Evaporative Emissions Control System: What Is It And Do I Need It?
The beginning of the end of the Muscle cars, the Evaporative Emissions Control (EEC) Systems started in 1970. EEC regulations started in California in 1970. In 1971 EEC systems were required and installed on all cars across the United States.
In 1970, these systems were fairly basic. What they did was collect the fuel vapors from the fuel tank and carburetor bowl vents, which then redirected them into a charcoal canister. This charcoal canister was then routed to the intake to allow the fumes to be burnt in the engine when running.
Prior to EEC systems, certain cars received air pumps. These are completely different than an EEC system and what they did was inject air into the exhaust. Essentially they “cleaned up” the exhaust my diluting burnt fumes with fresh air.
Do I need an EEC on my Classic?
In short, no you don’t need it from a function standpoint. If your state or country requires these SMOG regulations then yes, but many states have exemptions at this point on older classic cars.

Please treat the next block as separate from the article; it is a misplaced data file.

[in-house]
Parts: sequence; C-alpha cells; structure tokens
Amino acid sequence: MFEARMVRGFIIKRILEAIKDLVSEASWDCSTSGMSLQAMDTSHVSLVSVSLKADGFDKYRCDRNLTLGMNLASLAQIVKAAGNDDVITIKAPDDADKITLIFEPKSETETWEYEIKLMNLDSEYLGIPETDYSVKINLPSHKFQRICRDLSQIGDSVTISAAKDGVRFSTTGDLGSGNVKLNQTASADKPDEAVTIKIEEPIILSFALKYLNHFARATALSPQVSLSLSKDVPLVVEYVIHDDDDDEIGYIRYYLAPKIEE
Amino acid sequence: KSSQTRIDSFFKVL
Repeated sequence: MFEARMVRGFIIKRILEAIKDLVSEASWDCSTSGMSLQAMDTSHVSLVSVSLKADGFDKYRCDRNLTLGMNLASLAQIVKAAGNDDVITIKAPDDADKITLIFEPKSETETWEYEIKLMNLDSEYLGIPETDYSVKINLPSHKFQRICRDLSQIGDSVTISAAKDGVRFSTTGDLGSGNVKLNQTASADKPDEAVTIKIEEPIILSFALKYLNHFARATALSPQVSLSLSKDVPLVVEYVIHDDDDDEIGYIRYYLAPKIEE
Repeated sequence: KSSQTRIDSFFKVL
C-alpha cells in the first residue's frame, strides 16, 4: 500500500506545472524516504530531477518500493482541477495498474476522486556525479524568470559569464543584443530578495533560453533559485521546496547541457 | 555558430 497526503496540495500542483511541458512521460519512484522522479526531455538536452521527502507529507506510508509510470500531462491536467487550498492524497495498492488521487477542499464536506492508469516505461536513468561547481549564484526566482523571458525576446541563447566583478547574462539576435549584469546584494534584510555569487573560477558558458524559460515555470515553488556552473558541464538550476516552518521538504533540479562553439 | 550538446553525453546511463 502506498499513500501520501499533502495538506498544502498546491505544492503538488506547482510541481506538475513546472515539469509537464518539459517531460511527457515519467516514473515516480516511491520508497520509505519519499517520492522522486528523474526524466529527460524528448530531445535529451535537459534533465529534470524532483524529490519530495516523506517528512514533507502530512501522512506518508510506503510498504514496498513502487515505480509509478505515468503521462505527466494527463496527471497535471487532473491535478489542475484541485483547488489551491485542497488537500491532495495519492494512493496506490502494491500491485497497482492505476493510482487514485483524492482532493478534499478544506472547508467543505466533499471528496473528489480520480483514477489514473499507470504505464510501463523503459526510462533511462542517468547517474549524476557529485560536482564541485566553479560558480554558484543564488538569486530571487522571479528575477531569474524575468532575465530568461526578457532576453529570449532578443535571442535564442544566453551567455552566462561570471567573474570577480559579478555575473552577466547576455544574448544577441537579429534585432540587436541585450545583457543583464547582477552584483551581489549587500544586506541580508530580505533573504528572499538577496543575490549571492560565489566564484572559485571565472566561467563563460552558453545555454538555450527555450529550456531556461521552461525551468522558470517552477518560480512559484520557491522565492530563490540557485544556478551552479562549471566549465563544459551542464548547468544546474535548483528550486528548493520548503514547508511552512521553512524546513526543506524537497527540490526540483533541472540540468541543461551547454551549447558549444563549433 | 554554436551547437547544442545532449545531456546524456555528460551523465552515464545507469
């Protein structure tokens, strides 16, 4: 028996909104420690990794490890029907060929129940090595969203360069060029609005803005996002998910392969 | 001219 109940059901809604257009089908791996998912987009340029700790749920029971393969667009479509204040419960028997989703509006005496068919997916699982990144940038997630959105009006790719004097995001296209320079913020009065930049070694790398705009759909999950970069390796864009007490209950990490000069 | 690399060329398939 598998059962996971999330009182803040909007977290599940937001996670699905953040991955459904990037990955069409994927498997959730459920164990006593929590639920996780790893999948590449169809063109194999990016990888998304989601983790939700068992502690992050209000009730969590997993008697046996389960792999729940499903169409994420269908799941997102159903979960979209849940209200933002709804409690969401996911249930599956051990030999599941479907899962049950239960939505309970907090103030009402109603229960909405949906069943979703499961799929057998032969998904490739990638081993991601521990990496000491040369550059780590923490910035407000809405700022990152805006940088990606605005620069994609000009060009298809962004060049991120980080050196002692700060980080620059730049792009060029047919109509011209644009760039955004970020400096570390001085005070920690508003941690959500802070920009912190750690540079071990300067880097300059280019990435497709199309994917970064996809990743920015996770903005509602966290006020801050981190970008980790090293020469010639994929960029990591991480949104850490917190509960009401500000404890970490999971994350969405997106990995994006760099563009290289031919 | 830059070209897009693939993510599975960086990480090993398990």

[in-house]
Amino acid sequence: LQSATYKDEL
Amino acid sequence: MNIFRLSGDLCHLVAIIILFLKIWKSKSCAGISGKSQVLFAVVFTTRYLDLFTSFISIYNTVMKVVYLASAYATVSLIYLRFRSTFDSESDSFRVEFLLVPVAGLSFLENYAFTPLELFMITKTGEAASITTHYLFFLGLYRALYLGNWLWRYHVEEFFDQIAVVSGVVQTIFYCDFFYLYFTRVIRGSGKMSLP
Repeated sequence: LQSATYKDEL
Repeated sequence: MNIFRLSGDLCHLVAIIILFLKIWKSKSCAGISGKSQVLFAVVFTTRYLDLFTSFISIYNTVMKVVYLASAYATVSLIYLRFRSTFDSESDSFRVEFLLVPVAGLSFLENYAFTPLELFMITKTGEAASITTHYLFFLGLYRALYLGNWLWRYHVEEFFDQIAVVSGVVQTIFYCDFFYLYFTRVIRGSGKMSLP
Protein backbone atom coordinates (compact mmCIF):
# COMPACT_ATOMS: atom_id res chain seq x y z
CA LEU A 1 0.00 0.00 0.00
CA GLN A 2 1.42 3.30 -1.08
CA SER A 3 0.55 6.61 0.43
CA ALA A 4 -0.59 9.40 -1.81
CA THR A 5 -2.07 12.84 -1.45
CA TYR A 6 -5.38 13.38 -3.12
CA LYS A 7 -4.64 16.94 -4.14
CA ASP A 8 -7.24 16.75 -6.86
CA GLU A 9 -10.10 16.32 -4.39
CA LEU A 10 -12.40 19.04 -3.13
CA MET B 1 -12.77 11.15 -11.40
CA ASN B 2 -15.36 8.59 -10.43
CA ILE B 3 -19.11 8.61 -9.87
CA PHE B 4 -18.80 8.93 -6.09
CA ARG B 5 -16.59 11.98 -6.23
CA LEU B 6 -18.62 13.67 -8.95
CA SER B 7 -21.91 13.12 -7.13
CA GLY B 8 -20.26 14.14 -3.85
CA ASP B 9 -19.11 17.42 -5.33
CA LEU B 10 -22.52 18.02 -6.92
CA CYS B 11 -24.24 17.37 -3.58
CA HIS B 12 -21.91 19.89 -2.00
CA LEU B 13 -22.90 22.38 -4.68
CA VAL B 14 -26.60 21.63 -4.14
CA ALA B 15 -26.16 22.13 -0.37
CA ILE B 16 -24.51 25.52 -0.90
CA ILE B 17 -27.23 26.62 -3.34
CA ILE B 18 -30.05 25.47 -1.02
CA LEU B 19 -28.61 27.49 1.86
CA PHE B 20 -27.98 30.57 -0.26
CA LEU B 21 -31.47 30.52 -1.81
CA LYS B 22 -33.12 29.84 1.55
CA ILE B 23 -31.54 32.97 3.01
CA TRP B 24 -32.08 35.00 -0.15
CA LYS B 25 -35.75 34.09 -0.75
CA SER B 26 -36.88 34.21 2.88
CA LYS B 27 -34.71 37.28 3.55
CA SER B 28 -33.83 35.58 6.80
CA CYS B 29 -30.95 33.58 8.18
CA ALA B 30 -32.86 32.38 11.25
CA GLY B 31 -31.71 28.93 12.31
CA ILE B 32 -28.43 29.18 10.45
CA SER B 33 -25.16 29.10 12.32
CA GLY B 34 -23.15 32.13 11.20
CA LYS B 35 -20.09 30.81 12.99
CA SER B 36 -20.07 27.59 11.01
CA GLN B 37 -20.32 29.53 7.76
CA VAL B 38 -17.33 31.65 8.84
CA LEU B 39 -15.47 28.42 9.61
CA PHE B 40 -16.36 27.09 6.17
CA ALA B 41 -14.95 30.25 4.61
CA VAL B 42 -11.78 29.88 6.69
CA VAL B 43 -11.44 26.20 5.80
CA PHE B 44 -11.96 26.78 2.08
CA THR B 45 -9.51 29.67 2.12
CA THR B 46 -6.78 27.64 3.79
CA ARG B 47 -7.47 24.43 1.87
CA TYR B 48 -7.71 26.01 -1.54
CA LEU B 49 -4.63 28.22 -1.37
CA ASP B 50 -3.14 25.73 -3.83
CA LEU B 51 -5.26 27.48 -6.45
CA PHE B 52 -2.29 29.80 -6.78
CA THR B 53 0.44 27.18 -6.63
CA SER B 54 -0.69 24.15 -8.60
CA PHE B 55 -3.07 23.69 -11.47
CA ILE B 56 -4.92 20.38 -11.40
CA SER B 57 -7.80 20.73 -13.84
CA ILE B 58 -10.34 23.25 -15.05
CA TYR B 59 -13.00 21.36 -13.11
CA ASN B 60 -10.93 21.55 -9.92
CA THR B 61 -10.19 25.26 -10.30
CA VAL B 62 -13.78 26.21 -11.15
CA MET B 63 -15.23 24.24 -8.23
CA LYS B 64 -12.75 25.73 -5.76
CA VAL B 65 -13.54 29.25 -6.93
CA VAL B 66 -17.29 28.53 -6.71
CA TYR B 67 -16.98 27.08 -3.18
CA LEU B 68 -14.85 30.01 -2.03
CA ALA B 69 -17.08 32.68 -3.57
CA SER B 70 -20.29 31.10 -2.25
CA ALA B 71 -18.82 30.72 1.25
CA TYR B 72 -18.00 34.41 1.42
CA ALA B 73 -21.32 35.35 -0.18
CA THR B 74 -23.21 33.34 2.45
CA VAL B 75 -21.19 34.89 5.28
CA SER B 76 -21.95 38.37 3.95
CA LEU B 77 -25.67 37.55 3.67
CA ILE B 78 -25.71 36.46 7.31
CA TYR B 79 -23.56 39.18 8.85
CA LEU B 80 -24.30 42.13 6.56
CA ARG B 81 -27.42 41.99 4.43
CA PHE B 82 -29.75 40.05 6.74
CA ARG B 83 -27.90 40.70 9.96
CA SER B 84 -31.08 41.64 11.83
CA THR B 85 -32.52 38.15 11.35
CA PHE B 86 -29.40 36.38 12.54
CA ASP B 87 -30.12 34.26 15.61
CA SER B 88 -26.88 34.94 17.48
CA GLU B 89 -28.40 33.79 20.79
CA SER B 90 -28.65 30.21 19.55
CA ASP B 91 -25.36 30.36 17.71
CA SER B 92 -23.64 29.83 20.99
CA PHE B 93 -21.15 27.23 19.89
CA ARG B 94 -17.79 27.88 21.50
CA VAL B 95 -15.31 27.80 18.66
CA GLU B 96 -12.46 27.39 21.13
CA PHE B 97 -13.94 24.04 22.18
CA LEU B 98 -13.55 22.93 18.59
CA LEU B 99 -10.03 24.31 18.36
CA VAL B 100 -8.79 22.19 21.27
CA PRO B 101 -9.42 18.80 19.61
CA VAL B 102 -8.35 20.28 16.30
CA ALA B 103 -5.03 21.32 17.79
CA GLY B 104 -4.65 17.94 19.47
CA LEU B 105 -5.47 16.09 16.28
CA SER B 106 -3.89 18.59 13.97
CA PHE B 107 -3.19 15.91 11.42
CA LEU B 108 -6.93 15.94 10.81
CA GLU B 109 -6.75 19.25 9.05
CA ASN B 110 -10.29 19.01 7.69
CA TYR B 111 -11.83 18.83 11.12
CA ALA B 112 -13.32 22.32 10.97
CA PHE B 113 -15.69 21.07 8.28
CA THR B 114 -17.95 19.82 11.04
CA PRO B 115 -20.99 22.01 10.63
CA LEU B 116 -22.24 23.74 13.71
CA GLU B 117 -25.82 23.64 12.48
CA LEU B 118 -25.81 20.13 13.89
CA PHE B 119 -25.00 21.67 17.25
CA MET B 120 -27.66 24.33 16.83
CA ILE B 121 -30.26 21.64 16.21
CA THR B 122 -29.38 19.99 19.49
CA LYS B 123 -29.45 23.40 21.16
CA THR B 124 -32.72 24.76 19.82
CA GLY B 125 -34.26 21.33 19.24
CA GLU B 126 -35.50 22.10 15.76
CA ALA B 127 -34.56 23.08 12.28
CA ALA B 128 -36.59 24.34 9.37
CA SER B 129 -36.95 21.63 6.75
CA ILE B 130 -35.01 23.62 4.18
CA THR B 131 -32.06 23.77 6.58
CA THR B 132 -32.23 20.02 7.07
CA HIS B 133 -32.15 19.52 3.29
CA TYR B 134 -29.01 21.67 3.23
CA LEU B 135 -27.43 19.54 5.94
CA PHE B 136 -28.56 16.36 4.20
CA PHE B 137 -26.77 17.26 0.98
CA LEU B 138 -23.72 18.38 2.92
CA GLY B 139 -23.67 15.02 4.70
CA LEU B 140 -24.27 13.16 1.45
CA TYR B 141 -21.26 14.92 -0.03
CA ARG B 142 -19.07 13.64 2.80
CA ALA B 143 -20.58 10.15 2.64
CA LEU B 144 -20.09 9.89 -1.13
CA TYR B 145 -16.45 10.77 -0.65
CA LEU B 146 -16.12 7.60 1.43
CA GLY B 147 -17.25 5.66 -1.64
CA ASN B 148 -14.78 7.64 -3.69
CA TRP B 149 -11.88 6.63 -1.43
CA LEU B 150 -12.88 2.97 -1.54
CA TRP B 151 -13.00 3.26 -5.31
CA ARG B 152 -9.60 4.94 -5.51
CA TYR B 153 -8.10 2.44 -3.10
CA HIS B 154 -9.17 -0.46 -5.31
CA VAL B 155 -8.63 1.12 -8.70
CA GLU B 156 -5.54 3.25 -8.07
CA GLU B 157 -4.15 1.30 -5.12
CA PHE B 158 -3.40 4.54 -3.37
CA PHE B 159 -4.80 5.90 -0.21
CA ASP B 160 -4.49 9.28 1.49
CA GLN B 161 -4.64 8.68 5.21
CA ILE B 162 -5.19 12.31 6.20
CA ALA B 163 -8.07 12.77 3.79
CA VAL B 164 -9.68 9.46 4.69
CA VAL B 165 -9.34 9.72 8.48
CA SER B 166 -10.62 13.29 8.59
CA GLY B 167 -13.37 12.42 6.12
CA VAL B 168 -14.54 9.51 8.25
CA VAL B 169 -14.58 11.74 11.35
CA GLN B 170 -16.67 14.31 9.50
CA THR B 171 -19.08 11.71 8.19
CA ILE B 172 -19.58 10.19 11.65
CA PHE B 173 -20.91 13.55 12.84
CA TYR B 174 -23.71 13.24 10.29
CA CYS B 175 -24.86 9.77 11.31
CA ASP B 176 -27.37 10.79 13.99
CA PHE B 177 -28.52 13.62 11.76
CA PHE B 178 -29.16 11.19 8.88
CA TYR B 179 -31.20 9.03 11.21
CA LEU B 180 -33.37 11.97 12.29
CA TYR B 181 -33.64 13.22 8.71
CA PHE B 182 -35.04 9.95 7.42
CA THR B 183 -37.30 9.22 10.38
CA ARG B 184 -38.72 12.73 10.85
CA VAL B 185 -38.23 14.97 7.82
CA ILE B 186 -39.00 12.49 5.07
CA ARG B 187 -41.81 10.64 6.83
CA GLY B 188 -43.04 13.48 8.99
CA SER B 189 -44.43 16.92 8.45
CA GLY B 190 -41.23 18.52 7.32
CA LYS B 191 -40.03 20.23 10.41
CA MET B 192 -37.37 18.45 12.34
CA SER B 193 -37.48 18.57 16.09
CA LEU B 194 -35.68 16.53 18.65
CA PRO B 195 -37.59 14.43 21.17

If you’re going for that 1,000-point restoration then you’ll want to make sure to have the full EEC installed. However, most people remove the entire EEC system to clean up the engine compartment and have fewer chances of vacuum leaks.
Typically when we are talking about EEC in a classic Chevelle, Nova, or Camaro, it comes down to the fuel tank. An EEC and Non-EEC fuel tank are the same size dimensions, but the EEC version will have extra ports on it to attach the EEC tubing and equipment. You can easily run an EEC tank without the EEC equipment by blocking off these ports.
We sell both the EEC and Non-EEC versions of the tanks, depending on what you’re looking for. If you have any other questions please feel free to reach out at (866) 358-2277 or email us at firstname.lastname@example.org